Young's shoes won’t be easy to fill

While Michael Young's production can be replaced, his clubhouse impact on the Rangers will be missed.

Replacing Michael Young's production doesn't figure to be that difficult for the Texas Rangers.

Any fan of WAR can tell you that Young was one of the worst players in the American League in 2012 when you look at his numbers (his -2.4 was a career worst). His .277 average was his worst since 2002. His RBI total of 67 was dismal, especially considering he hit in the heart of the order of one of baseball's most potent lineups.

And then there's his defense, which fell off as Young aged. His range when he played was somewhat diminished, as were the reactions of the 36-year-old.

Despite all of that, the Rangers are going to find it next to impossible to replace Young, who waived his no-trade clause Saturday and agreed to be traded to the Philadelphia Phillies.

His clubhouse impact is that important.

"He's the first guy I got to meet when I got to the big leagues," said Texas Rangers left hander Derek Holland. "He was like a brother as well as a father figure. He's had that big of an impact. He's helped me on and off the field. He's helped me progress as a player and a man."

Holland's quote could probably have been attributed to any number of players who have come in and out of the clubhouse at Rangers Ballpark over the past 12 seasons.

When the Rangers made the trade for Cliff Lee during their first World Series run in 2010, Texas manager Ron Washington came into the clubhouse and notified the players. It was Young who gave the deal the seal of approval and it was Young who was the first to greet Lee when he arrived in Arlington.

The trade for Mike Napoli before the 2011 season looked as if it were going to cut into Young's playing time. When Napoli showed up in Surprise for the first time, it was Young who sought him out. Once Napoli got to Arlington, his locker in the clubhouse was right next to Young's.

The Rangers never officially named Young a team captain but it's obvious he was. Other players called him Ranger Man. And Face, as in Face of the Franchise.

That's a fitting name too. Young is the franchise leader in games played, hits, runs, doubles, triples, total bases and multi-hit games. He's meant as much to the franchise as Pudge Rodriguez and Nolan Ryan.

Detractors will say that if Young was such a leader, why did he demand a trade when the Rangers decided to put Elvis Andrus at shortstop in 2009 or Adrian Beltre at third in 2011? Can you fault a player who believes he can still be an everyday contributor if he feels like that's not going to be the case?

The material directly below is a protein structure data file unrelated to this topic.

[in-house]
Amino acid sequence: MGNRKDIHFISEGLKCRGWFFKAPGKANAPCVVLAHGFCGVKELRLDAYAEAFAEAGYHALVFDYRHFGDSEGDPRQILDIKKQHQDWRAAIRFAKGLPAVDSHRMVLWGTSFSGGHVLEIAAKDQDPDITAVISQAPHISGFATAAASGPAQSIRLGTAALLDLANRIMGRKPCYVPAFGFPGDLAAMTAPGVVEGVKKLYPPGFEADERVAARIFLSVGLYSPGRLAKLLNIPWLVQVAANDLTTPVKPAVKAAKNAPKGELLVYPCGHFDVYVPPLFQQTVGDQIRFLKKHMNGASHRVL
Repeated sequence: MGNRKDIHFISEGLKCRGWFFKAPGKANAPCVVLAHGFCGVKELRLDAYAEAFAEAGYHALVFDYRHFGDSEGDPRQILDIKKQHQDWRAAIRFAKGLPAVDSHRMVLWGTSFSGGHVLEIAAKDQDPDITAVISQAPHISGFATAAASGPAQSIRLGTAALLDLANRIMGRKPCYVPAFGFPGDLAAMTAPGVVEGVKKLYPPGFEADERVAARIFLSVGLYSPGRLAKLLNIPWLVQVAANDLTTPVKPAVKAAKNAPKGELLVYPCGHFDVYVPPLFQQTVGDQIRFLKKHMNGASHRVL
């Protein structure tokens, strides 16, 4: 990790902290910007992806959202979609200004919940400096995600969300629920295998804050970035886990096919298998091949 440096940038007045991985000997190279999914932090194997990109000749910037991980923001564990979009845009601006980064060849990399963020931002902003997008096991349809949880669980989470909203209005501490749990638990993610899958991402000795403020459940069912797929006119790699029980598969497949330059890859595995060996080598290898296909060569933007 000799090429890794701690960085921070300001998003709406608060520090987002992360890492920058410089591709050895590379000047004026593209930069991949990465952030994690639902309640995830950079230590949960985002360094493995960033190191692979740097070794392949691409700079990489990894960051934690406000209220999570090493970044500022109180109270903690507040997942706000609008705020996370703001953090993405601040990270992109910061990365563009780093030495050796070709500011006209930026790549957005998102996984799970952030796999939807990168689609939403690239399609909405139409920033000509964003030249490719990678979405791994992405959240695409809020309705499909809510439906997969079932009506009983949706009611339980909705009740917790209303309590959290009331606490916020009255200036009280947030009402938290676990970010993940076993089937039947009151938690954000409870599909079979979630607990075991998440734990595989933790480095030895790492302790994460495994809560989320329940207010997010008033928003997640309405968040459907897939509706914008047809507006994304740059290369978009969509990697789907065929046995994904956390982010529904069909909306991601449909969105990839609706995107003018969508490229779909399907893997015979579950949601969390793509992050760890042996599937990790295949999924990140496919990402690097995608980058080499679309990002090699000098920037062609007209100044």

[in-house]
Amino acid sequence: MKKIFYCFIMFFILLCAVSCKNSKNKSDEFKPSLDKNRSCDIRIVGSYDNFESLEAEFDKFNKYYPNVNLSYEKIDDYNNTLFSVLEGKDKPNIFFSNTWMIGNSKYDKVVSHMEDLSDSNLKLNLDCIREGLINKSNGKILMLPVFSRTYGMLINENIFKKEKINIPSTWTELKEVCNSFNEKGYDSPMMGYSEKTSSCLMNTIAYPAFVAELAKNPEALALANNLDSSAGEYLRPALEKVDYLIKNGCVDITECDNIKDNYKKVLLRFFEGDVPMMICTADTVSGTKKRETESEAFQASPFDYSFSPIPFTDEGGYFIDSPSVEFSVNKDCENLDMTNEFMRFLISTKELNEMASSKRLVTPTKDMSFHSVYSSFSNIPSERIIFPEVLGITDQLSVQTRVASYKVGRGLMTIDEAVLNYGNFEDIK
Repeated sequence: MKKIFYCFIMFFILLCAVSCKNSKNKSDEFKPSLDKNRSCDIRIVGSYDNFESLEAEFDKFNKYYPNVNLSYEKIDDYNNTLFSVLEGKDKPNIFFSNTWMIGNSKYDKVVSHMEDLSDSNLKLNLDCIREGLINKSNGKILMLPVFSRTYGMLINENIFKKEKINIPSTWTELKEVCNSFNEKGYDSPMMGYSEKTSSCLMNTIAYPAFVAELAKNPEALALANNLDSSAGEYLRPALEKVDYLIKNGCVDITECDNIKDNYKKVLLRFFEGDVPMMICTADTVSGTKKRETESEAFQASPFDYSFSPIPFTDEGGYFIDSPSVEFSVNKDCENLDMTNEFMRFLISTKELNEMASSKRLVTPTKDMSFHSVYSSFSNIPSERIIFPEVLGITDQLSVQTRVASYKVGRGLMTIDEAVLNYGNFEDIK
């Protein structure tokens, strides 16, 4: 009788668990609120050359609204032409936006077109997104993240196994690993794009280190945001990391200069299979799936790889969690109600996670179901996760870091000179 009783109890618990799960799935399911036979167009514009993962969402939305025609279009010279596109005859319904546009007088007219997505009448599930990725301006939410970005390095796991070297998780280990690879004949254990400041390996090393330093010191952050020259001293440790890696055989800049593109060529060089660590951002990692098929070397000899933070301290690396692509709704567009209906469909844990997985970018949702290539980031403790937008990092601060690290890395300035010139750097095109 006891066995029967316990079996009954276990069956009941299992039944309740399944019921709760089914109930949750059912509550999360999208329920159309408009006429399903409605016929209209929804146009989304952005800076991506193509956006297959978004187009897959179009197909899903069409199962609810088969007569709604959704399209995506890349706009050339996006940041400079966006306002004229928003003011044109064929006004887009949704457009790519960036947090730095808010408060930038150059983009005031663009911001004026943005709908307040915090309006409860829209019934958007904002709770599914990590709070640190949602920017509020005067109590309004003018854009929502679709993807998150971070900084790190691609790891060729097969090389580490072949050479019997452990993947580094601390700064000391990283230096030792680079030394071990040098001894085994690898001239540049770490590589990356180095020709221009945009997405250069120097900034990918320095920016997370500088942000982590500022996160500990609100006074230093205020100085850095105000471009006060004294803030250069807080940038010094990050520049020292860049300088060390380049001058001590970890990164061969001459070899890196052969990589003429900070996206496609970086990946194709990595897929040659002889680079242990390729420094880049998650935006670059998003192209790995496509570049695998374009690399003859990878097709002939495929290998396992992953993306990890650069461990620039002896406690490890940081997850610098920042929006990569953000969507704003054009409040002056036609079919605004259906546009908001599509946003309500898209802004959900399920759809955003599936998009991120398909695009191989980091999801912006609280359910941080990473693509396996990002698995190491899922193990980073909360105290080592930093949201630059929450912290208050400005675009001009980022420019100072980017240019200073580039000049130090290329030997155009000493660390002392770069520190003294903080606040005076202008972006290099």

Young responded to the move to third base after Andrus took over at short by hitting .322 with 22 home runs and made the All-Star team. When he was moved to the super utility spot after Beltre took over at third base in 2011, Young had one of the best seasons of his career and finished eighth in the All-Star voting. There was no sulking into the season. Just steady Young-like production, something that became a staple of him since he took over as a full-time player in 2001.

The anti-Young faction thinks the media gives Young more credit than he deserves. Maybe that's the case. But it's hard not to like a guy who you could go to for a quote after every game, whether it was when the Rangers were a last-place team, a first-place team or a team that was one pitch from winning a World Series twice.

He was always there, always accountable.

There have been other clubhouse leaders for the Rangers, but there hasn't been a need for one for most of the last decade because Young has filled that role.

Around baseball the Rangers are known for having one of the best clubhouses in baseball and a lot of that has had to do with Young.

Whoever the Rangers add this offseason, whether it be re-signing Josh Hamilton or trading for Justin Upton, it's also important they find a guy who can take over that role in the clubhouse.

It could be Ian Kinsler, who is now the veteran Ranger, having been with the club since 2006. It helps that he learned about the game from Young, who had the locker just to the right of him in the clubhouse. It could be David Murphy, who is another stand-up player in the Texas clubhouse. It could be Joe Nathan or Holland or Matt Harrison or Adrian Beltre.

It could be a lot of players. It just better be someone. If not, the Rangers will find out just how difficult it truly is to replace Young.

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